Personal training is more than just putting someone through a tough workout; it’s learning how to become a mentor, a motivator, and a friend. It’s finding out what makes people tick, what drives them to succeed, and, perhaps most importantly, what limits their capabilities.

None of these skills mean anything, however, if you don’t have a clientele. Building a solid reputation and a positive brand is what’s going to bring you clients. You can have a lot of letters behind your name and a hundred certifications in your pocket, but without a plan for your business, you’ll never get to utilize them.

I started out as a dime-a-dozen personal trainer; now I have a booming business of high-end clients. I’ve learned a few things about what it takes to do well in this industry outside the gym, and I want you to achieve the same success I’ve had as a trainer. This is how you do it.



Personal training is all about who you know. If you build a strong network, success will follow. When I first started as a personal trainer, I took every opportunity I could get to shake a hand. Social life and business go hand in hand for an entrepreneur, so never miss out on potential networking opportunities.

It may be difficult to balance socializing and a healthy lifestyle – your body is your business card, after all – but meeting new people and engaging in your community are essential components of building your network. Take every opportunity you can within the limits of your own health and well-being.

Local clinics, wellness fairs, fitness expos, workshops, and even business events are great places to start. They’ll provide you the opportunity to meet new people and a platform for new people to meet you. When you attend events like these, be sure to bring fliers or business cards that include your contact information. People should be able to easily reach you when they’re ready to start training!



Many trainers and entrepreneurs hype themselves up to obtain a client or business relationship, only to fall flat once the client is secured. This is probably what destroys most personal training careers. Word of mouth is the best type of advertising, so if a client or business partner doesn’t have a good experience with you or your business, you can kiss your good reputation and your hopes of new clients goodbye.

Instead of promising the moon, create goals with your client. More importantly, treat every single client like they are the only client you have. Going above and beyond for each and every individual will result in new business and new opportunities.


Don’t just load plates and count reps. Build relationships with your clients by asking them about their families, their lives, and their passions. Obviously, you always want to be a professional, but talking to your clients builds trust. Trust leads to long-term loyalty, referrals, and new business opportunities.

It’s tricky to learn how to build relationships with your clients without distracting them from their workout. So, build time into your hour with them to ask questions and learn about their life. A little extra effort on your part to be kind and understanding will go a long way, and it will honestly make you a better trainer.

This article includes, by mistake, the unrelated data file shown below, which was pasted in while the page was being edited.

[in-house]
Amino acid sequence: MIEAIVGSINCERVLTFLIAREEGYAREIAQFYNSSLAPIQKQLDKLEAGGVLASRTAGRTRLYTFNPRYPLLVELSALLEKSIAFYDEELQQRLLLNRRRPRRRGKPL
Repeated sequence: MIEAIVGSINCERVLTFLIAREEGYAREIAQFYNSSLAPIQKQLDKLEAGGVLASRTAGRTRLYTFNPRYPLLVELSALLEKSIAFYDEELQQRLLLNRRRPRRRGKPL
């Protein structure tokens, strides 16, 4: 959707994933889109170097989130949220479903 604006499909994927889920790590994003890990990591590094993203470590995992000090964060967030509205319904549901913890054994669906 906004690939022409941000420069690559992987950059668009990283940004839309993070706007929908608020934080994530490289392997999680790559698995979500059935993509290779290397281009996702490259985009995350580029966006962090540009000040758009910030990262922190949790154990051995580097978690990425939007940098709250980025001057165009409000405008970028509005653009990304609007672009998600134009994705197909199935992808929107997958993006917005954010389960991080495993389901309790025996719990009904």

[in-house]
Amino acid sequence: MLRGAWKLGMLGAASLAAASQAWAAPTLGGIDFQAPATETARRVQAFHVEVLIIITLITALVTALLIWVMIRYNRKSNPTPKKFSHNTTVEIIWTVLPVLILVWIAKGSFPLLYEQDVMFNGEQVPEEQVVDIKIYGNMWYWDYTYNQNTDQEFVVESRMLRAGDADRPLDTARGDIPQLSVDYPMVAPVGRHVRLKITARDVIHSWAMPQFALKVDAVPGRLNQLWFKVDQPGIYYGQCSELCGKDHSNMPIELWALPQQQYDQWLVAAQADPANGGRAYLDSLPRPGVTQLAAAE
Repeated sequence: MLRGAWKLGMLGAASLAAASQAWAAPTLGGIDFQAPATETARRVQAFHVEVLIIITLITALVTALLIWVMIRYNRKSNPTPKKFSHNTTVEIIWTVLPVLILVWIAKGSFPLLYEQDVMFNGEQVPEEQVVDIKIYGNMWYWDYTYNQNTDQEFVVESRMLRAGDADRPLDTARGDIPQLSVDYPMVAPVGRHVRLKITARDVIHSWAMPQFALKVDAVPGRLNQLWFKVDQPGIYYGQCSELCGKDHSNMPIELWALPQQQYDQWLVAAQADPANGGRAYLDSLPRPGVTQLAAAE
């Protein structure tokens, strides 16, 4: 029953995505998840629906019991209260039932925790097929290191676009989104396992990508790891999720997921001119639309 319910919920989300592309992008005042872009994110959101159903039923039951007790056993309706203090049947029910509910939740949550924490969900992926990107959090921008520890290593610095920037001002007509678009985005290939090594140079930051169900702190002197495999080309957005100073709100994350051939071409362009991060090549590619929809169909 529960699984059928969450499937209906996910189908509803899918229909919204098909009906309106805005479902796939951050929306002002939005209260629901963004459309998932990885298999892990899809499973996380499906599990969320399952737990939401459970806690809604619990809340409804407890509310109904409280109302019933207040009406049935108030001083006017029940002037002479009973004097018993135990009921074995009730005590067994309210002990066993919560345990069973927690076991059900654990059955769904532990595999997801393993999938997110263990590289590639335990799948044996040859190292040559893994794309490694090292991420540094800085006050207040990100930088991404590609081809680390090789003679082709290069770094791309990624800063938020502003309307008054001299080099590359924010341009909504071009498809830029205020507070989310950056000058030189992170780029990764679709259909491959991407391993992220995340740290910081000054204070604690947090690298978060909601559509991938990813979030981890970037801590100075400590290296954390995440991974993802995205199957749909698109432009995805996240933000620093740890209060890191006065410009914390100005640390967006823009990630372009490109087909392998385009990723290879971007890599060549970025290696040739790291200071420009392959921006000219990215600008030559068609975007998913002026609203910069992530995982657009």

Recognize your strengths as a trainer and use them to your advantage. Do you excel in small group sessions, or do you work better in a one-on-one environment? Are you comfortable working with teenagers, or do you prefer training adults? Working with and highlighting your strengths, rather than hopping on whatever training fad is most popular at the time, will help you gain and retain clients.

Pick a training area you are familiar with. It doesn’t matter what type of fitness you have experience doing – strength and conditioning, TRX, Pilates, or bodybuilding. Having an area of expertise will set you apart from your competition. Don’t try to be a jack of all trades. Find one or two areas you’re passionate about, and then educate yourself as much as you can. Your goal should be to become the go-to expert. When your name becomes synonymous with your niche, marketing yourself and gaining new clientele becomes a lot easier.

I targeted high-end, exclusive clientele and focused on catering to their specific needs and lifestyle. I built a profile of my ideal client, what their day looks like, and what they typically want to achieve from training. And I built my business around catering specifically to their needs and their needs only. Obviously, this approach may be more challenging to start with, but I can promise it will build you a strong business long term. It took me six months to land my first client in this category, but I knew that one client would lead me to more.


The world around you will never stop moving. If you want your business to grow, you have to continually learn, improve, and evolve. Attend fitness conventions and training workshops, and sign up for personal training webinars. When you’re not training clients, working out, or networking, spend your time reading every piece of literature that will help you design the best programs and training protocols for your clients.

The more you educate yourself, the more highly you’ll be valued by your clients. Don’t spend time worrying about what others are doing – focus on always putting out your best product. You are your business.

By Ryan Hughes


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